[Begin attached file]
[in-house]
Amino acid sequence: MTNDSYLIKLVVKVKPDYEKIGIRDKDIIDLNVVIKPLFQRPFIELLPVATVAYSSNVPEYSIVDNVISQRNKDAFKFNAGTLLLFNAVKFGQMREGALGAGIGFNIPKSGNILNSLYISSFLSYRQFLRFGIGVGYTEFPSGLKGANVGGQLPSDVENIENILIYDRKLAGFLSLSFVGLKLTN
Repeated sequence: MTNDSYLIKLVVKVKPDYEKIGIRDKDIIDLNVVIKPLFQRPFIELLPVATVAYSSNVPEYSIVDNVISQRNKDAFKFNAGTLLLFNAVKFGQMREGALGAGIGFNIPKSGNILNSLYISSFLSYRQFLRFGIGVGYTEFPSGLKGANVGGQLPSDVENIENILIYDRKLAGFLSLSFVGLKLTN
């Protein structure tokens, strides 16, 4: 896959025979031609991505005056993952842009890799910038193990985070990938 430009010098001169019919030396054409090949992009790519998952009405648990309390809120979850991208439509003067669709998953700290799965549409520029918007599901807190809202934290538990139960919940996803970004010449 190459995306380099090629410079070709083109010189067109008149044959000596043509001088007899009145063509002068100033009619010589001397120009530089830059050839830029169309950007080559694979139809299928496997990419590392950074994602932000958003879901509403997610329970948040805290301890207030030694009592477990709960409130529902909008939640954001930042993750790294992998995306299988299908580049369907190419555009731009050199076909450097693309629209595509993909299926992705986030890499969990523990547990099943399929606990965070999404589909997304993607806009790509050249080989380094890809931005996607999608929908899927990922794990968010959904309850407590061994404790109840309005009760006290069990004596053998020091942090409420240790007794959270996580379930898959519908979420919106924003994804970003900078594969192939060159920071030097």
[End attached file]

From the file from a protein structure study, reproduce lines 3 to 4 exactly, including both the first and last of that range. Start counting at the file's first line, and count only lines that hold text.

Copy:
Repeated sequence: MTNDSYLIKLVVKVKPDYEKIGIRDKDIIDLNVVIKPLFQRPFIELLPVATVAYSSNVPEYSIVDNVISQRNKDAFKFNAGTLLLFNAVKFGQMREGALGAGIGFNIPKSGNILNSLYISSFLSYRQFLRFGIGVGYTEFPSGLKGANVGGQLPSDVENIENILIYDRKLAGFLSLSFVGLKLTN
């Protein structure tokens, strides 16, 4: 896959025979031609991505005056993952842009890799910038193990985070990938 430009010098001169019919030396054409090949992009790519998952009405648990309390809120979850991208439509003067669709998953700290799965549409520029918007599901807190809202934290538990139960919940996803970004010449 190459995306380099090629410079070709083109010189067109008149044959000596043509001088007899009145063509002068100033009619010589001397120009530089830059050839830029169309950007080559694979139809299928496997990419590392950074994602932000958003879901509403997610329970948040805290301890207030030694009592477990709960409130529902909008939640954001930042993750790294992998995306299988299908580049369907190419555009731009050199076909450097693309629209595509993909299926992705986030890499969990523990547990099943399929606990965070999404589909997304993607806009790509050249080989380094890809931005996607999608929908899927990922794990968010959904309850407590061994404790109840309005009760006290069990004596053998020091942090409420240790007794959270996580379930898959519908979420919106924003994804970003900078594969192939060159920071030097």